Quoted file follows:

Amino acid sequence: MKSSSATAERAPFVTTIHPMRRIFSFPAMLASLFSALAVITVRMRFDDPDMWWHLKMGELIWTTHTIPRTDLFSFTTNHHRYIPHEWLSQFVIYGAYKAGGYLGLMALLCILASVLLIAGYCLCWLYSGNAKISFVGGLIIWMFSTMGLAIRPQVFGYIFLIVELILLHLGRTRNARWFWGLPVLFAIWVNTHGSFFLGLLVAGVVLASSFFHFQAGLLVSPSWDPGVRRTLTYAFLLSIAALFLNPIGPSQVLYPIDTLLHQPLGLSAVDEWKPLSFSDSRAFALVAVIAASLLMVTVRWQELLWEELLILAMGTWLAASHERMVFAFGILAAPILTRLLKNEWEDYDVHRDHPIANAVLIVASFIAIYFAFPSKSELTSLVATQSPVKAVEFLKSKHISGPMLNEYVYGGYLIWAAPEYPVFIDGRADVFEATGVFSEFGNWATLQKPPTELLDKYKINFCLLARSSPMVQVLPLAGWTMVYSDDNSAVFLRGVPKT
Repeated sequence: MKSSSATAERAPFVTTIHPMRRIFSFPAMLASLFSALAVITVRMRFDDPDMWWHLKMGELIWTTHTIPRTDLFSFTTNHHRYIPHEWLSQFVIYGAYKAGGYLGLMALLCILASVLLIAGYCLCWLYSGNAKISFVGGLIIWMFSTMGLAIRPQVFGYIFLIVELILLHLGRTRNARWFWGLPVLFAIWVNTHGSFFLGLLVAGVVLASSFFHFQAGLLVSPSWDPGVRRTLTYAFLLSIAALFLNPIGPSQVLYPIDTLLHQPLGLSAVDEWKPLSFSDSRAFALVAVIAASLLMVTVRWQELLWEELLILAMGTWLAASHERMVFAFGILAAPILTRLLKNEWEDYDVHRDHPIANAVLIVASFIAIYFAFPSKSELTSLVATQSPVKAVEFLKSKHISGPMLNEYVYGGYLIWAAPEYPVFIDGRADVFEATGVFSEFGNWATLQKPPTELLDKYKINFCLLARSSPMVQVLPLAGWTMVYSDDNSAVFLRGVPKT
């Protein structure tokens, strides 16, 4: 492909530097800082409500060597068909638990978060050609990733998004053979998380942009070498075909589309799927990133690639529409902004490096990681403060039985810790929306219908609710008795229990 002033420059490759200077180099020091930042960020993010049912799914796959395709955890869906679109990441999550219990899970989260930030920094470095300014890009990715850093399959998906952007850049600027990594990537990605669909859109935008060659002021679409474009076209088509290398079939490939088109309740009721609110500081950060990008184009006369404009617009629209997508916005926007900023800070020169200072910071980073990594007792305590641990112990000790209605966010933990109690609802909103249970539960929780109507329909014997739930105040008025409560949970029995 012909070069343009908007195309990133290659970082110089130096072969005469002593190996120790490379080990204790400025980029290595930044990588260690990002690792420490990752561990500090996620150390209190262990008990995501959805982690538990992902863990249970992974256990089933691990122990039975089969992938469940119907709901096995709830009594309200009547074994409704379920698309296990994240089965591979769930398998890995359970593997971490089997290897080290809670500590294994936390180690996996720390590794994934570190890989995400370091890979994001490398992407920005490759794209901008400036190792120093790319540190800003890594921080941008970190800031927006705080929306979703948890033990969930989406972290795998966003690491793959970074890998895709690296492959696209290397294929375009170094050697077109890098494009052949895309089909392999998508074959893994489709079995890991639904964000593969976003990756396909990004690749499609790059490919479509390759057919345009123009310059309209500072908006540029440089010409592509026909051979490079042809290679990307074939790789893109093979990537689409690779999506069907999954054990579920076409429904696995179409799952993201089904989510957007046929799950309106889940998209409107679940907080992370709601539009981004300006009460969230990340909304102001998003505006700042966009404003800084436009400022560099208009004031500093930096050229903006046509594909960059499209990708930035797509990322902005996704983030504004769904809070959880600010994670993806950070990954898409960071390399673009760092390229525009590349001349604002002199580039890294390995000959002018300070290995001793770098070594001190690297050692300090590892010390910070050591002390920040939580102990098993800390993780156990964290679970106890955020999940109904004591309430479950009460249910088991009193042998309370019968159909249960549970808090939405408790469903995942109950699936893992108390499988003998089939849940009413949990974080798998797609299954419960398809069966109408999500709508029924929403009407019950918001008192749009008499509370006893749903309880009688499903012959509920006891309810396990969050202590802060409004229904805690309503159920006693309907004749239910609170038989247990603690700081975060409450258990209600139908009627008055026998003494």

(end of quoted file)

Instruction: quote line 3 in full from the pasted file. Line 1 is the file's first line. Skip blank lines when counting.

């Protein structure tokens, strides 16, 4: 492909530097800082409500060597068909638990978060050609990733998004053979998380942009070498075909589309799927990133690639529409902004490096990681403060039985810790929306219908609710008795229990 002033420059490759200077180099020091930042960020993010049912799914796959395709955890869906679109990441999550219990899970989260930030920094470095300014890009990715850093399959998906952007850049600027990594990537990605669909859109935008060659002021679409474009076209088509290398079939490939088109309740009721609110500081950060990008184009006369404009617009629209997508916005926007900023800070020169200072910071980073990594007792305590641990112990000790209605966010933990109690609802909103249970539960929780109507329909014997739930105040008025409560949970029995 012909070069343009908007195309990133290659970082110089130096072969005469002593190996120790490379080990204790400025980029290595930044990588260690990002690792420490990752561990500090996620150390209190262990008990995501959805982690538990992902863990249970992974256990089933691990122990039975089969992938469940119907709901096995709830009594309200009547074994409704379920698309296990994240089965591979769930398998890995359970593997971490089997290897080290809670500590294994936390180690996996720390590794994934570190890989995400370091890979994001490398992407920005490759794209901008400036190792120093790319540190800003890594921080941008970190800031927006705080929306979703948890033990969930989406972290795998966003690491793959970074890998895709690296492959696209290397294929375009170094050697077109890098494009052949895309089909392999998508074959893994489709079995890991639904964000593969976003990756396909990004690749499609790059490919479509390759057919345009123009310059309209500072908006540029440089010409592509026909051979490079042809290679990307074939790789893109093979990537689409690779999506069907999954054990579920076409429904696995179409799952993201089904989510957007046929799950309106889940998209409107679940907080992370709601539009981004300006009460969230990340909304102001998003505006700042966009404003800084436009400022560099208009004031500093930096050229903006046509594909960059499209990708930035797509990322902005996704983030504004769904809070959880600010994670993806950070990954898409960071390399673009760092390229525009590349001349604002002199580039890294390995000959002018300070290995001793770098070594001190690297050692300090590892010390910070050591002390920040939580102990098993800390993780156990964290679970106890955020999940109904004591309430479950009460249910088991009193042998309370019968159909249960549970808090939405408790469903995942109950699936893992108390499988003998089939849940009413949990974080798998797609299954419960398809069966109408999500709508029924929403009407019950918001008192749009008499509370006893749903309880009688499903012959509920006891309810396990969050202590802060409004229904805690309503159920006693309907004749239910609170038989247990603690700081975060409450258990209600139908009627008055026998003494």